III, we utilize the mean-field approximation to obtain the MPM estimate and derive the non-linear mean-field equations with respect to the motion velocity fields. As a preliminary, we demonstrate our mean-field approach by setting the hyper-parameters to the values chosen by Zhang and Hanouer (1995) and show that the mean-fields diverge leading up to a quite worse estimation of motion velocity in section IV. To avoid this type of difficulty, we shall rescale the regularization term by introducing a scaling factor and optimizing it by means of minimization of the mean-square error. In section V, we attempt to estimate the optimal values of hyper-parameters including the regularization term, which define our probabilistic model macroscopically, by using the Boltzmann-machine type learning algorithm based on gradient descent of the marginal likelihood with respect to hyper-parameters. In our framework, one can estimate both the probabilistic model (hyper-parameters) and motion velocity fields simultaneously. To proceed to solve the learning equations, we utilize two different ways to carry out the sums coming up exponential order appearing in the learning equations, namely, hybridization of mean-field approximation and MCMC, and simple MCMC. We find that average-case performance of our motion estimation is much better than the result given by Zhang and Hanouer (1995) in which the hyper-parameters are set to some ad-hoc values. The last section is summary.## Ii General set-up of motion estimation

In this section, we briefly explain our model system.

### Ii-a Spatio-temporal Markov random fields

Let us define a single two-dimensional gray-scale image as a ‘video-frame’ by . denotes a set of pixels in image and index is related to a point in two-dimensional square lattice . Here we shall assume that a motion picture consists of successive static images (frames), namely, we distinguish each static image in the motion picture by time index as . When we compare the consecutive two static images, that is, and , each pixel in might change its location with some ‘motion velocity’. From this assumption in mind, we introduce velocity fields defined by . Namely, for each and for successive two video-frames, a constraint should be satisfied, where ‘index’ is related to a single point in the two-dimensional vector field. In this paper, we consider that each component of the vector takes a discrete value and the range is limited as . It might seem that this range is extremely small in comparison with the range of the grayscales in images (from to ) or image size (), however, if one attempts to construct a detection and alarming system for the dangerous state from ‘infinitesimal difference’ of patient’s breath in ICU (Intensive Care Unit), the limitation of the velocity fields to such a small range is rather desirable (reasonable).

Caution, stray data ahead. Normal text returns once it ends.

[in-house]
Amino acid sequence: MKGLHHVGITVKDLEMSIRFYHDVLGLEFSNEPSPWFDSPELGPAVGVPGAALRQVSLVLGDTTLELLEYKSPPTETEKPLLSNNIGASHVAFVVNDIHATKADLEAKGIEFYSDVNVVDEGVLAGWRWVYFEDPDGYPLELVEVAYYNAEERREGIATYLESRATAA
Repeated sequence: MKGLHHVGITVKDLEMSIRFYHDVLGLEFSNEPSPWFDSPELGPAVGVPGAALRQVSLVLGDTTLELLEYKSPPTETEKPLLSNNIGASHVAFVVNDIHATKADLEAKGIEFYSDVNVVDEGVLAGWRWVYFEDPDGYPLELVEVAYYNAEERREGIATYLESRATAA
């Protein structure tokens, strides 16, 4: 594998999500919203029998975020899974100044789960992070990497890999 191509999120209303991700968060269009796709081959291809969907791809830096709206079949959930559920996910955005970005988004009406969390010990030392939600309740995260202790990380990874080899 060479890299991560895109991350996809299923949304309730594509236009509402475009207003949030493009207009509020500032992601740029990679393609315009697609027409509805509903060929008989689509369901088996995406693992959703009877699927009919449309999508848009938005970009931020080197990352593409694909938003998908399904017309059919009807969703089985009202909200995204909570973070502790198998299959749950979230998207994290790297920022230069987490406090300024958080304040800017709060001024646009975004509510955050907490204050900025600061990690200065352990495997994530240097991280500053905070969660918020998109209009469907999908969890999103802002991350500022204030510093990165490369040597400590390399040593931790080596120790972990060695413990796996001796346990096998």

#### Ii-A1 Line fields and segmentation fields

Obviously, it is impossible to determine the uniquely from just only information about two video-frames and . To compensate this lack information, we introduce line fields and segmentation fields.

The line fields guarantee the continuousness between arbitrary two motion velocity fields for the nearest neighboring pixels and we assume that these two motion velocity fields might take similar values. Let us define these line fields by . Here and are labels to represent continuousness between velocity fields in the nearest neighboring (n.n. for short) horizontal and vertical pixels. In other words, we shall define

On the other hand, the segmentation fields are introduced to distinguish ‘predictable areas’ and ‘unpredictable areas’ in the motion velocity fields. Here ‘unpredictable areas’ means regions hided by some objects before they are moving to somewhere else. Thus, we naturally define the segmentation fields by with

### Ii-B Bayes rule and posterior probability

In the previous subsections, we defined the motion picture as a series of successive static images by spatio-temporal Markov random fields. To determine the motion velocity fields uniquely, we also introduced the line and segmentation fields. Then, our problem is clearly defined as follows.

Now, our problem is to infer the velocity vector field , line field and segmentation field under the condition that two consecutive video-images and are observed. For the above problem, we easily use the Bayes rule to obtain the posterior probability, which is a probability of provided that and are given as

(1) |

where we defined the sums appearing in the above formula by with

(2) | |||||

(3) | |||||

(4) |

For the above posterior, we have the so-called Maximum A Posteriori (MAP) estimate by